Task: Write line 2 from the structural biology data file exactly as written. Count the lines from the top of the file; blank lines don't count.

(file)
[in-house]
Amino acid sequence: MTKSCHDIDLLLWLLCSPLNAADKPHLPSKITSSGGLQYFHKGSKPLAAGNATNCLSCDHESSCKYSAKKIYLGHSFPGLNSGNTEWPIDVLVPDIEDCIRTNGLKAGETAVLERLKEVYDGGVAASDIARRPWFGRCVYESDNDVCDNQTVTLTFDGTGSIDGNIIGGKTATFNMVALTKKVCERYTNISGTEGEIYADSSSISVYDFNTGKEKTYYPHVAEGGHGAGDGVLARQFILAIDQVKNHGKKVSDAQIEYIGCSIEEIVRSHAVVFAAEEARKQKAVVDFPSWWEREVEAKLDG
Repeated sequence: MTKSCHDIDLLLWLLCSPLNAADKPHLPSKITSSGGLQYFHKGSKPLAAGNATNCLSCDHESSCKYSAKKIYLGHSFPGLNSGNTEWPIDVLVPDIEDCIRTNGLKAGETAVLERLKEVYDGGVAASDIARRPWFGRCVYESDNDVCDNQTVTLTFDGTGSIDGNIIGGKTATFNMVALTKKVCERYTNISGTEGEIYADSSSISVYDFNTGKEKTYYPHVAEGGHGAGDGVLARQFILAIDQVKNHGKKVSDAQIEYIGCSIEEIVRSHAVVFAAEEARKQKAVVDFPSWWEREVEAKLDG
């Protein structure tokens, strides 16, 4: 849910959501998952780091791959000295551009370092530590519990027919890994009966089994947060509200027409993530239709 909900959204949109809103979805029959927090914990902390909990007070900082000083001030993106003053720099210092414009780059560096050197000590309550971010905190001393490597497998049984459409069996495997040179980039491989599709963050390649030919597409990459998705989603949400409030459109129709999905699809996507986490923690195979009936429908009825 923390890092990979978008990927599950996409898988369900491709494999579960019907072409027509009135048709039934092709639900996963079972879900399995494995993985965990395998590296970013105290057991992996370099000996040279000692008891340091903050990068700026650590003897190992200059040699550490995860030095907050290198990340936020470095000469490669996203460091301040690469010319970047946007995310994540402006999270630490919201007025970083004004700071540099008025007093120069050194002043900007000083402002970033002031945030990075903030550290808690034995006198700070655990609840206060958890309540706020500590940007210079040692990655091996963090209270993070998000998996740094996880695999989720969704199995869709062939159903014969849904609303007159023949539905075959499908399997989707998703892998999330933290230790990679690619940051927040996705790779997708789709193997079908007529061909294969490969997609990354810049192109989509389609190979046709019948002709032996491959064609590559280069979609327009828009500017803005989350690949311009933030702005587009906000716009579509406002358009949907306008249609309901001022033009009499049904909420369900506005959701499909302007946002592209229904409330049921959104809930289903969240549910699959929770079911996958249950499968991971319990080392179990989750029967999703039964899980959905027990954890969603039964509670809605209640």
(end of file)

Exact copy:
Amino acid sequence: MTKSCHDIDLLLWLLCSPLNAADKPHLPSKITSSGGLQYFHKGSKPLAAGNATNCLSCDHESSCKYSAKKIYLGHSFPGLNSGNTEWPIDVLVPDIEDCIRTNGLKAGETAVLERLKEVYDGGVAASDIARRPWFGRCVYESDNDVCDNQTVTLTFDGTGSIDGNIIGGKTATFNMVALTKKVCERYTNISGTEGEIYADSSSISVYDFNTGKEKTYYPHVAEGGHGAGDGVLARQFILAIDQVKNHGKKVSDAQIEYIGCSIEEIVRSHAVVFAAEEARKQKAVVDFPSWWEREVEAKLDG